“No problem, it’s easy,” she murmured. Back in the kitchen, she jammed the dirty dishes into the unemptied dishwasher and turned it on again. She wiped the crumbs off the bench onto the floor and then pulled out a big box of fish cakes from the freezer. She gave Sammy another chocolate cookie.
He started running around the room, stomping on the furniture and bellowing, “I’m a great big white shark!”
Mom came in and said, “Good job. Carry on Carolina. You should’ve been at school ten minutes ago, but don’t forget to hang the washing out. There are a lot of underpants and socks today.”
Carolina groaned, but she wasn’t ready to admit defeat. “No problem, it’ll be easy,” she said through gritted teeth. Outside Sammy came along and jumped in the washing basket, singing “I’m a great big white shark, swimming in the ocean.” He threw all the underpants and socks high in the air.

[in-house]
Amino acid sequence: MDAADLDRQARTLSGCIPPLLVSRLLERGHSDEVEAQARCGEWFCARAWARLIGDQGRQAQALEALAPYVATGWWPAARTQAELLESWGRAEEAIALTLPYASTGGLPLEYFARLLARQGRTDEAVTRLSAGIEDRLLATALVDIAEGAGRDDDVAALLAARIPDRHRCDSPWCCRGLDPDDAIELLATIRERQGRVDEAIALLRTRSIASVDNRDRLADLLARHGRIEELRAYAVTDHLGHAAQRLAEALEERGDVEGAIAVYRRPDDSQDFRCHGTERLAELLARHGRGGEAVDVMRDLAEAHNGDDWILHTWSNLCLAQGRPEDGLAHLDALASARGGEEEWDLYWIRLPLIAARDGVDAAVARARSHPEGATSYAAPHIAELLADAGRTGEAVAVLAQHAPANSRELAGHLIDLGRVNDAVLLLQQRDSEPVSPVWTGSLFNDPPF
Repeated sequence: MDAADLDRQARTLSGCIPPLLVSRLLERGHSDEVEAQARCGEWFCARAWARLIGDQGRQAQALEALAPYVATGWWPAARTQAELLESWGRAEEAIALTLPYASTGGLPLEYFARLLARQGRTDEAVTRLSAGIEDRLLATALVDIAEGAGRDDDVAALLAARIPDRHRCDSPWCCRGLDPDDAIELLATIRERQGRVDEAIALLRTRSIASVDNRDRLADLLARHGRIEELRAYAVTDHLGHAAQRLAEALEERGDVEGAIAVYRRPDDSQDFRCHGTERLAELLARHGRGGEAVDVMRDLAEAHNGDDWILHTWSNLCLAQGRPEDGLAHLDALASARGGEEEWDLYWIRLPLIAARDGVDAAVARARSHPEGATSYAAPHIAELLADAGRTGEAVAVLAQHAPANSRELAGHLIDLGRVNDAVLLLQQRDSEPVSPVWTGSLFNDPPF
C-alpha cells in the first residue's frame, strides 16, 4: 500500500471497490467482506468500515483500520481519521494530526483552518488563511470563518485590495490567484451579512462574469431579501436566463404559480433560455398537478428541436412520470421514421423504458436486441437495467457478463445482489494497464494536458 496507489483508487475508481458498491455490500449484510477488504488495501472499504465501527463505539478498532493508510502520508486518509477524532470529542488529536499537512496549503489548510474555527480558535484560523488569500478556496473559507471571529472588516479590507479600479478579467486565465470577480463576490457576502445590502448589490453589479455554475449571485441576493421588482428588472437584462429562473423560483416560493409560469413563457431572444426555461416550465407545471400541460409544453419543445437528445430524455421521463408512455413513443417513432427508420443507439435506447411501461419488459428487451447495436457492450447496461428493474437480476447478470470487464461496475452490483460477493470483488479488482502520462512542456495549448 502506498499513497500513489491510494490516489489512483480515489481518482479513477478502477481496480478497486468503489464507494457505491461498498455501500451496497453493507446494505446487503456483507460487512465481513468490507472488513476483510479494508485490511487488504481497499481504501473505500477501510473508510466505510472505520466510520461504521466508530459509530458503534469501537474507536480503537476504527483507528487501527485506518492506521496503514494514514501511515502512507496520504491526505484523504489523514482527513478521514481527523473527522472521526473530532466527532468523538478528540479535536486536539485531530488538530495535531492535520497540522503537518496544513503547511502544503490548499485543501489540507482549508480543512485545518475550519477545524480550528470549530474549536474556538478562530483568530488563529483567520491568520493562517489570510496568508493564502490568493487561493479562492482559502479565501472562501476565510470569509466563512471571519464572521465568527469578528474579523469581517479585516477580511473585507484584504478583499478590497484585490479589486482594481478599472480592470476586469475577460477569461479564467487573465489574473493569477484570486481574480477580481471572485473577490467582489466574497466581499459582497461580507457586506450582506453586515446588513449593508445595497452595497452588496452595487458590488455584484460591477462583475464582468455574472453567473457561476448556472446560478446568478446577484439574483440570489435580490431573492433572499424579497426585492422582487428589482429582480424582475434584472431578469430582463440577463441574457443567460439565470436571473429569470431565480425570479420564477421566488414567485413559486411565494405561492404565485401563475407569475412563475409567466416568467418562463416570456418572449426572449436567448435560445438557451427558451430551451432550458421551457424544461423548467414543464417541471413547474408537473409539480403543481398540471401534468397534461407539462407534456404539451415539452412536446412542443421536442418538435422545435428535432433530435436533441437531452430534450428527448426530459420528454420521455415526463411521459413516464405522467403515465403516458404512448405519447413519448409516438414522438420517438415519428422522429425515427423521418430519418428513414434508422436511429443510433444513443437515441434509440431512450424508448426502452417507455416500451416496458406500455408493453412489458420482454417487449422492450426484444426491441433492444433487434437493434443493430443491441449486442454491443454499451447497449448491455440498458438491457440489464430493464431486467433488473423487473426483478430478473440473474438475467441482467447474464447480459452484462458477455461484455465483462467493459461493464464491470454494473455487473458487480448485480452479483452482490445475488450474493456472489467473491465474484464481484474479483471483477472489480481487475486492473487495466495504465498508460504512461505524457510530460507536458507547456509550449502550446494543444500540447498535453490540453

In desperation, Carolina grabbed three socks and two pairs of underpants and pegged them together on the line. She picked up the basket and hid it behind the mandarin tree. “Who needs them anyway,” she muttered to herself.
Sammy announced gleefully, “I’m telling on you,” and ran inside straight to Mom. But all she did was come outside and say, “Carry on Carolina, you need to get shoes on Sammy before we leave.”
Sammy took the shoes from Carolina’s hands and dashed behind the mandarin tree. He came out with no shoes and a pair of pink underpants on his head. “I don’t want to put on those shoes. Can I wear these?”
“Whatever,” Carolina said moodily. “Let’s go.” Mom didn’t bat an eyelid. “Alright,” she said. “If you’re ready, hop in the car.”